Personally Speaking: A Psychosocial Look at the Jewish Dilemma

Weinrach, Stephen G.
May 1990
Journal of Counseling & Development;May/Jun90, Vol. 68 Issue 5, p548
Academic Journal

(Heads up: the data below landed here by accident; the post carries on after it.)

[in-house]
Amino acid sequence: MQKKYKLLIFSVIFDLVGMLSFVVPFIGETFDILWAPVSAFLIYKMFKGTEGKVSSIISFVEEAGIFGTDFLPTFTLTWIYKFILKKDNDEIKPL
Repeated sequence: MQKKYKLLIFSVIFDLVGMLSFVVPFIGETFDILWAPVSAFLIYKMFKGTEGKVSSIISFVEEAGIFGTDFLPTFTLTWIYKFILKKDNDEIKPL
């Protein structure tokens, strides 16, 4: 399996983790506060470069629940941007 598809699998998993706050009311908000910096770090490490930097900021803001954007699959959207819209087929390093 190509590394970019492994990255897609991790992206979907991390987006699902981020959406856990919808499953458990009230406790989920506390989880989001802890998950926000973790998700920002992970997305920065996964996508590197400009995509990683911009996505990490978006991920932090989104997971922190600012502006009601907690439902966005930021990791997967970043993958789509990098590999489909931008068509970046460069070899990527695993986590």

Admittedly, the author often take for granted the enormous impact that Judaism's teachings have had on his value system. He often forget that long before he was introduced to literary analysis in college, he learned how to see at least two sides to every Talmudic issue. Judaism taught the author to question and doubt. While there is pain in being so introspective, there are also joy, delight, and pride. While preparing to go to Munich to conduct a workshop for the European Branch of AACD, he asked an Austrian colleague who teaches German whether the desk clerk at the hotel would know that he was Jewish. A Jewish friend who is a clinical psychologist uses her maiden name professionally and until recently it was on her passport. When she renewed it last year, she changed her name to that of her gentile husband's so that her Jewishness would be less conspicuous when traveling outside the United States. Fourteen years of Hebrew school and five summers of a religious Hebrew-speaking camp taught the author to argue and challenge authority. The traditional Jewish commitment to scholarship and social justice is particularly significant for him as a college professor.


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